It’s mental health awareness month and I already have the victory, so I am just going for it right here.
I tend to handle hard seasons like the nurse that I am – I triage, I treat, I tend to others. I am think critically, I react swiftly and efficiently, and I handle effectively. And then months later, I crash. I find myself flat on my back. Everything feels dark and stormy. It’s too hard to brush my teeth and read my Bible and stay close to my people.
I’ve been there for the last little bit. I saw the red flags here and there for the last few months, with the tiniest triggers and the smallest setbacks throwing me for a loop. It came to a head last week, thanks to friends and family pressing in. At one point, my husband physically pulled me out of bed and put my shoes on so I could get moving one morning. I spent several days lamenting and analyzing. What went wrong? I’ve been preparing my heart, disciplining my body, digging into Scripture and community, and running on mission both in my city and on the Internet. My marriage is great, my kids are awesome, and things feel pretty healthy overall. Why the sudden physical symptoms of depression? This felt like failure.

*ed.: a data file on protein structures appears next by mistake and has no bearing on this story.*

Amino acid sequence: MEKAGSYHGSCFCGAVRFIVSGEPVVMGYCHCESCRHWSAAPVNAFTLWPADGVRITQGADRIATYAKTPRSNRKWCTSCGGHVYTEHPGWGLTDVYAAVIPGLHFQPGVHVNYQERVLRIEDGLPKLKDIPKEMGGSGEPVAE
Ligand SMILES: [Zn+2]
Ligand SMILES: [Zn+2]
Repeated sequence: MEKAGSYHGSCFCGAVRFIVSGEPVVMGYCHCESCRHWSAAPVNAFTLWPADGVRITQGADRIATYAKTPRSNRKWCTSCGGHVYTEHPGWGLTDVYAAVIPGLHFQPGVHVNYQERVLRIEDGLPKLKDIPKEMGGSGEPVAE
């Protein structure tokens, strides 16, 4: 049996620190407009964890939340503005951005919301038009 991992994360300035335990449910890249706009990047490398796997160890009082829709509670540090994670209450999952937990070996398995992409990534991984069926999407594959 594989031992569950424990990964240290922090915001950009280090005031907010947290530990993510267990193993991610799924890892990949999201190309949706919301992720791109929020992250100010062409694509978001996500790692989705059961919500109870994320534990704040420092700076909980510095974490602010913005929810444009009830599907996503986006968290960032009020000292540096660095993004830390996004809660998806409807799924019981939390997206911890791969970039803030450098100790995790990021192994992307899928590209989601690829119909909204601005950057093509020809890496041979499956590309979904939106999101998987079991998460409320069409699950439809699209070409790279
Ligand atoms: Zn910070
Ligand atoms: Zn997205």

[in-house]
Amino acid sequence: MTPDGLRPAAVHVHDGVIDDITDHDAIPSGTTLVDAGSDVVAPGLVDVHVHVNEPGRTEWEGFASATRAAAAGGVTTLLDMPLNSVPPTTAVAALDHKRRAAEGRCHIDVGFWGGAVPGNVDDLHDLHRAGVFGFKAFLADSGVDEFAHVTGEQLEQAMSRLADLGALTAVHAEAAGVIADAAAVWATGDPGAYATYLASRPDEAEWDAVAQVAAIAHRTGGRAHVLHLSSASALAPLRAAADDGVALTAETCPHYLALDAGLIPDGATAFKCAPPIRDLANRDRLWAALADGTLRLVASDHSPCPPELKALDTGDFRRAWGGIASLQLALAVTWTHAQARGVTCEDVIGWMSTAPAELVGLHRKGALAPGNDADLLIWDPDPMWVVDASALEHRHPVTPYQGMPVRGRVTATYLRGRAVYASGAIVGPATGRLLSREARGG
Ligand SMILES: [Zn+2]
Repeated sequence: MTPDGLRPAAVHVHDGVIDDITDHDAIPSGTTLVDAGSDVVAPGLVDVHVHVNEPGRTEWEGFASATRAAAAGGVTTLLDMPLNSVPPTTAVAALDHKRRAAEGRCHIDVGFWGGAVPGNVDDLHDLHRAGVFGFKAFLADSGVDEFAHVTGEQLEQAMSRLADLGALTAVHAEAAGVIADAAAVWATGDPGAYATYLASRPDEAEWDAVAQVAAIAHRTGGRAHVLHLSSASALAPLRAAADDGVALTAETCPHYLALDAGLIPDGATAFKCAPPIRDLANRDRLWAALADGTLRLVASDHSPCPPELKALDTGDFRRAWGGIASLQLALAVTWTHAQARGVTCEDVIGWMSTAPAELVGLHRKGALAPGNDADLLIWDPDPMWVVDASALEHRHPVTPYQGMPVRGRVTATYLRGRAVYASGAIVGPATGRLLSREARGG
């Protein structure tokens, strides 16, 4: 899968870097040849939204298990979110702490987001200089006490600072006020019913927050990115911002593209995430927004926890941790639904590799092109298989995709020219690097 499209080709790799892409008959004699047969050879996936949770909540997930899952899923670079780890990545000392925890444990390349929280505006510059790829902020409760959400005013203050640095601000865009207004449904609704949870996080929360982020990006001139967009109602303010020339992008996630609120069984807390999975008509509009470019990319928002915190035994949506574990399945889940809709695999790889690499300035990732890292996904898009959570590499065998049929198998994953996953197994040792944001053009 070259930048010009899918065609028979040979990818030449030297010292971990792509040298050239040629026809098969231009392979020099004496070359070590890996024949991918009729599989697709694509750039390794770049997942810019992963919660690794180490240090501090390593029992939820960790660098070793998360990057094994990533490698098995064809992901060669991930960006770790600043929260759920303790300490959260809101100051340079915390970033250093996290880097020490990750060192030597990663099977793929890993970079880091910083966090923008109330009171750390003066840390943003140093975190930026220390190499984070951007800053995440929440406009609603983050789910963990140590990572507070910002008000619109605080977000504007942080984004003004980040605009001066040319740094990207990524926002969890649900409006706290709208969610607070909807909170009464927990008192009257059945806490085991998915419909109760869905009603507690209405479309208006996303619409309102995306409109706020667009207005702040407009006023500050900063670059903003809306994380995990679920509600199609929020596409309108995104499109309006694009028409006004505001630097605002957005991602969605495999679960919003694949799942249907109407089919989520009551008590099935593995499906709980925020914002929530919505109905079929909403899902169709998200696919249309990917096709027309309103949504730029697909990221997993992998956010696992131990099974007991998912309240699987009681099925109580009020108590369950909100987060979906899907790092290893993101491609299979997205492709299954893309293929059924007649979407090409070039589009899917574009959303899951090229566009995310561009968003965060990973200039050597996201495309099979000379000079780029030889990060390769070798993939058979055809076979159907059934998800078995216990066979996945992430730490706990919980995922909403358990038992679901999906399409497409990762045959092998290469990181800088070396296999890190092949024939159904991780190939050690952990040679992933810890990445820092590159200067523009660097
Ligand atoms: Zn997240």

But the truth is it’s not failure. It’s just not. This is simply my life, in seasons. And it’s futile and foolish to think I’ll ever outgrow my need for the gospel, or even move on to a new problem instead of my usual struggle with pride and performance. I’m wired a certain way, I’m born into sin, and I’m made new only in Christ. And only on a daily, forever basis.
So the last few weeks were hard. But this week? This week, we fight. And this time? This time, I share as I go. Because His resurrection power is made positively perfect in my weakness. And I’m ready to boast in it.
This week: move body every day (gentle is okay), drink at least a liter of water each day, sex three times this week, be honest when people ask, no meeting with girls/women this week, memorize Isaiah 32:15-20, worship music or audio books only, and remember that this could end tomorrow and that there’s still joy in the midst.